Quality of Life Comparison

COMPARED TO

If you lived in Niger instead of Yemen, you would:

Health

be 67.8% less likely to be obese


In Yemen, 17.1% of adults are obese as of 2016. In Niger, that number is 5.5% of people as of 2016.

live 7.6 years less


In Yemen, the average life expectancy is 67 years (65 years for men, 69 years for women) as of 2020. In Niger, that number is 59 years (58 years for men, 61 years for women) as of 2020.

Economy

be 98.9% less likely to be unemployed


In Yemen, 27.0% of adults are unemployed as of 2014. In Niger, that number is 0.3% as of 2017.

be 15.9% less likely to be live below the poverty line


In Yemen, 54.0% live below the poverty line as of 2014. In Niger, however, that number is 45.4% as of 2014.

make 52.0% less money


Yemen has a GDP per capita of $2,500 as of 2017, while in Niger, the GDP per capita is $1,200 as of 2017.

Life

have 84.1% more children


In Yemen, there are approximately 25.8 babies per 1,000 people as of 2020. In Niger, there are 47.5 babies per 1,000 people as of 2020.

be 3.1 times more likely to die during childbirth


In Yemen, approximately 164.0 women per 100,000 births die during labor as of 2017. In Niger, 509.0 women do as of 2017.

be 72.8% less likely to be literate


In Yemen, the literacy rate is 70.1% as of 2015. In Niger, it is 19.1% as of 2015.

be 61.6% more likely to die during infancy


In Yemen, approximately 41.9 children die before they reach the age of one as of 2020. In Niger, on the other hand, 67.7 children do as of 2020.

Basic Needs

be 65.5% less likely to have access to electricity


In Yemen, approximately 47% of people have electricity access (72% in urban areas, and 32% in rural areas) as of 2017. In Niger, that number is 16% of people on average (65% in urban areas, and 5% in rural areas) as of 2017.

be 80.4% less likely to have internet access


In Yemen, approximately 26.7% of the population has internet access as of 2018. In Niger, about 5.2% do as of 2018.

be 29.1% less likely to have access to improved drinking water


In Yemen, approximately 92% of people have improved drinking water access (100% in urban areas, and 88% in rural areas) as of 2017. In Niger, that number is 65% of people on average (96% in urban areas, and 59% in rural areas) as of 2017.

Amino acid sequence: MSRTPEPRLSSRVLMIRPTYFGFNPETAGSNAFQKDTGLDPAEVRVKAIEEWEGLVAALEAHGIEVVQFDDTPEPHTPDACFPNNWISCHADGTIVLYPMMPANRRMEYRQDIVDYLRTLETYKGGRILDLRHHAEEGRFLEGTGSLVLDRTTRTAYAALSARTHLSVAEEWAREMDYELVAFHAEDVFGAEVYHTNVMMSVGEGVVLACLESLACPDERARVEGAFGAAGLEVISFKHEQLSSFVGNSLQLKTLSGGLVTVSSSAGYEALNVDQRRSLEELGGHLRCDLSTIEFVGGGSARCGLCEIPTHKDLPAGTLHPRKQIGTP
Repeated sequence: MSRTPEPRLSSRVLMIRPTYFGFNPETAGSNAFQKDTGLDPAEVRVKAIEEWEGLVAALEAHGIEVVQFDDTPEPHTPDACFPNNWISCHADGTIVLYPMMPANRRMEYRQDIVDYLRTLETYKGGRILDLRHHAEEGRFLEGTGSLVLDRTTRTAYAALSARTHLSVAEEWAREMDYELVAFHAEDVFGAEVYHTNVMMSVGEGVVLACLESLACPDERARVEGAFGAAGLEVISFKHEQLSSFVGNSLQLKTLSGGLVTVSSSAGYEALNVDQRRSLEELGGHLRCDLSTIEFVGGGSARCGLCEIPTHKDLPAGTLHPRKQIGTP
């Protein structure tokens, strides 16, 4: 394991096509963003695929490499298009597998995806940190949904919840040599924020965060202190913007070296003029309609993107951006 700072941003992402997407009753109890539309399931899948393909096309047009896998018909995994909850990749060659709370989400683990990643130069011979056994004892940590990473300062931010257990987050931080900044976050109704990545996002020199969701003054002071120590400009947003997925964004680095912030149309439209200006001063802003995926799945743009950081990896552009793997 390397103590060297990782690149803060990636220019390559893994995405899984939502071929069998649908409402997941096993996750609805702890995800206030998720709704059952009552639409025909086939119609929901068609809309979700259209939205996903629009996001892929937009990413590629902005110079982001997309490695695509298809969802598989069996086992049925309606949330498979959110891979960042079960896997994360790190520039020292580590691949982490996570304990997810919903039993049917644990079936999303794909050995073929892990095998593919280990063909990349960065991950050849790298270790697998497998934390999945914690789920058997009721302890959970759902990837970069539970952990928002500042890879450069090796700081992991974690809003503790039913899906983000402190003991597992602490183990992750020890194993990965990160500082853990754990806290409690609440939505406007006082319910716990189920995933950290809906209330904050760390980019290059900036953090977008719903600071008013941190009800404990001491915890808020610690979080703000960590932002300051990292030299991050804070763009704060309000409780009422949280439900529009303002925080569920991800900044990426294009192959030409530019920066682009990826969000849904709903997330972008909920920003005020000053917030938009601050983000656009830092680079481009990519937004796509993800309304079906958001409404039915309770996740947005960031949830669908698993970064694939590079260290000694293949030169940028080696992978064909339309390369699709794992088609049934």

Niger: At a glance

Niger is a sovereign country in Africa, with a total land area of approximately 1,266,700 sq km. Niger became independent from France in 1960 and experienced single-party and military rule until 1991, when Gen. Ali SAIBOU was forced by public pressure to allow multiparty elections, which resulted in a democratic government in 1993. Political infighting brought the government to a standstill and in 1996 led to a coup by Col. Ibrahim BARE. In 1999, BARE was killed in a counter coup by military officers who restored democratic rule and held elections that brought Mamadou TANDJA to power in December of that year. TANDJA was reelected in 2004 and in 2009 spearheaded a constitutional amendment that would allow him to extend his term as president. In February 2010, a military coup deposed TANDJA, immediately suspended the constitution, and dissolved the Cabinet. ISSOUFOU Mahamadou emerged victorious from a crowded field in the election following the coup and was inaugurated in April 2011. Niger is one of the poorest countries in the world with minimal government services and insufficient funds to develop its resource base. The largely agrarian and subsistence-based economy is frequently disrupted by extended droughts common to the Sahel region of Africa. The Nigerien Movement for Justice, a predominantly ethnic Tuareg rebel group, emerged in February 2007, and attacked several military targets in Niger's northern region throughout 2007 and 2008. Successful government offensives in 2009 ended the rebellion. Niger is facing increased security concerns on its borders from various external threats including insecurity in Libya, spillover from the conflict in Mali, and violent extremism in northeastern Nigeria.

How big is Niger compared to Yemen? See an in-depth size comparison.


The statistics on this page were calculated using the following data sources: The World Factbook.

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